‘Webinars’ [meaning seminars but online, hence the web] have become a hugely popular form of educational content recently, and have paved the way for easy, accessible and often cheap forms of discussion, presentation and debate.
Whilst COVID-19 has forced an inevitable online environment for the way most of us work, function and hold such forms of educational sessions, it is tough to tell what the future holds for webinars and their uses.
Some argue that companies will choose to stick with this virtual way of working meaning webinars will hold a crucial role moving forwards. Others argue that the latter simply cannot replace the classic lecture theatre, classroom or boardroom, and all of the social benefits that these spaces bring.
What is for certain however, is that most of you will have created, taken part in, or listened to an online webinar over recent weeks, which raises numerous questions: Did you find them useful? How engaging were they? How easy was the registration and joining process? Is there another way to host one?
The Confederation of Professional Golf [CPG] have been functioning in a virtual, flexible environment for almost six months now, pre-empting what most people are doing. Here is the CPG’s take on answering these questions, using our own recent experiences.
1. Pick a Platform, Any Platform…
First you need an appropriate platform and there are lots to choose from. Skype has been around for years and something most people are familiar with in some form. Whether that has been speaking to family overseas or catching up with friends from afar, it is a good starting point.
Pros of Skype:
- Hold video chats and make local, domestic, and international calls.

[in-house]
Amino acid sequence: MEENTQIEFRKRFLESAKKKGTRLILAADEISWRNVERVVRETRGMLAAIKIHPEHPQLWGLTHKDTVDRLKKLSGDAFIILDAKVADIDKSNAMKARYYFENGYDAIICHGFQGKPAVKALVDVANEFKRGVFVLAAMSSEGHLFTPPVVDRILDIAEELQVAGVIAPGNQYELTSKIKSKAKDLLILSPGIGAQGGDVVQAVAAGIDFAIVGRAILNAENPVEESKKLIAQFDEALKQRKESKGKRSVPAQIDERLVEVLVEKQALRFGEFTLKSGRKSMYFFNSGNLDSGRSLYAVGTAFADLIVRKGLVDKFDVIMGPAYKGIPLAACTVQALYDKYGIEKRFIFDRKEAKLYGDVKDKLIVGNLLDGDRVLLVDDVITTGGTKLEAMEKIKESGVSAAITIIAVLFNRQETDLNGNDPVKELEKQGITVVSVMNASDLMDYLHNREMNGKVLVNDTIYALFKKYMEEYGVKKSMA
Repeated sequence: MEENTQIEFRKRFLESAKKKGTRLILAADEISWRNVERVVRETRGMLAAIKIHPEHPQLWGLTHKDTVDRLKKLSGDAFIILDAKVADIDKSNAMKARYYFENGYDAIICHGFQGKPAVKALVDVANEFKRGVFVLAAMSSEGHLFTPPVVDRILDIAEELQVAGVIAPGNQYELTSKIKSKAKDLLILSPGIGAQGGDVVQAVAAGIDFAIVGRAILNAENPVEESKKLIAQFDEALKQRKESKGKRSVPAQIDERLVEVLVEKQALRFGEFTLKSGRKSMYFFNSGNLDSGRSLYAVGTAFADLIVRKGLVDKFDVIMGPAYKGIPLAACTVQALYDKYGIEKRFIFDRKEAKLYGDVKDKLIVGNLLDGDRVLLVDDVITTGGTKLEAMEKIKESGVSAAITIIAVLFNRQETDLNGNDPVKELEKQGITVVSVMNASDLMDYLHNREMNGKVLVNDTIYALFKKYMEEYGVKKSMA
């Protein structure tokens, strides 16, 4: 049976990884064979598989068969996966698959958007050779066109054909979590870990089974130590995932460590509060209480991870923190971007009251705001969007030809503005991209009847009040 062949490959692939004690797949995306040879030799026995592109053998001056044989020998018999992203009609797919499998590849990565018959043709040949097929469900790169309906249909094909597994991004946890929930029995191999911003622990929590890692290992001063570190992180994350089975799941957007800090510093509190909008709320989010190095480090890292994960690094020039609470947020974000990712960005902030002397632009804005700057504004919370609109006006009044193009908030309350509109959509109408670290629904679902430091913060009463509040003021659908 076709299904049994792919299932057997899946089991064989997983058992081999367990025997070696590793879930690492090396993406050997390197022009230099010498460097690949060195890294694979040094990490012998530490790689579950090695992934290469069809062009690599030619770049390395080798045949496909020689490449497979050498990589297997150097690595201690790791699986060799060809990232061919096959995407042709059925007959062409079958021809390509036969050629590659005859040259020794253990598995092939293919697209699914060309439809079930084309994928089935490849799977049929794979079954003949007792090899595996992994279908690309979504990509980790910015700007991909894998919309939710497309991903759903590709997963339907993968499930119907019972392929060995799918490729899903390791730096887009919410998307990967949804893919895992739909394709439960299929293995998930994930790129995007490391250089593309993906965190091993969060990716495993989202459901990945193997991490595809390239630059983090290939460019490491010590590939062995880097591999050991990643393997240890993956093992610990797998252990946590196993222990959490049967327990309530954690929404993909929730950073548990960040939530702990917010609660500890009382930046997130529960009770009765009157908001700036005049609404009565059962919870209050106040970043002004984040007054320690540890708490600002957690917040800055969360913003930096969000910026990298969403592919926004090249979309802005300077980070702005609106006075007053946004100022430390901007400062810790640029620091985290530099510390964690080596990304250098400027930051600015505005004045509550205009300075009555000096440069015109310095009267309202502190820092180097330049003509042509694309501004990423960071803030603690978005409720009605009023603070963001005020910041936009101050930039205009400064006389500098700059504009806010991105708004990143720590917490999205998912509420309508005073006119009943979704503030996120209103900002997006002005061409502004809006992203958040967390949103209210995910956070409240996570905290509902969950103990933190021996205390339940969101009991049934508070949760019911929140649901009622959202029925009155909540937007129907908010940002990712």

- Conduct both screen and document sharing with large files.
- It has a variety of interactive functions such as white-board, post a poll, and Q&A sessions.
- Free version available, which works well for smaller teams.
- Integrates with Microsoft Teams, which is a useful platform used by a lot of companies already.
Cons of Skype:
- A number of technical issues during calls, such as freezing, connectivity issues etc.
- There is not a large amount of support or help options in such circumstances.
- What if you are using something other than Microsoft Teams?
Overall though Skype is a good option. But how about Zoom? This seems to be a buzzword at the moment, so does it live up to expectations? Or is it merely a shadow of Skype culture?
Pros of Zoom:
- Conduct live video chat.
- Access to various meeting analytics.
- Easily screen-share during a call.
- Use the recording feature to save and document your sessions.
- Hold brainstorming sessions with Zoom’s on-screen whiteboard feature.
- Access in-depth support such as live help, online chat, phone support, FAQs, help articles, and video tutorials.
- Free (up to 100 participants and 40 minute calls).
- A relatively easy registration-creation process.
Cons of Zoom:
- If you host more than 100 participants regularly, you will have to pay (Starts from $14.99 a month…)
- Picture quality is sometimes an issue.
Both are great platforms with some minor hiccups and glitches but overall they do what they say and will be great options for your next online webinar. Think about what you want, factor in your budget and how much support and guidance you want from each service and it should help you make your decision.
2. Identify Your Goals and Structure The Webinar…
This is a relatively straight-froward, self-policing matter. Ask yourself these questions: what is the main point of the webinar – Is it to inform? Create a discussion? Find answers? Provide answers? Will you require a presentation to achieve the answer to these questions? Who’s presenting? How long for?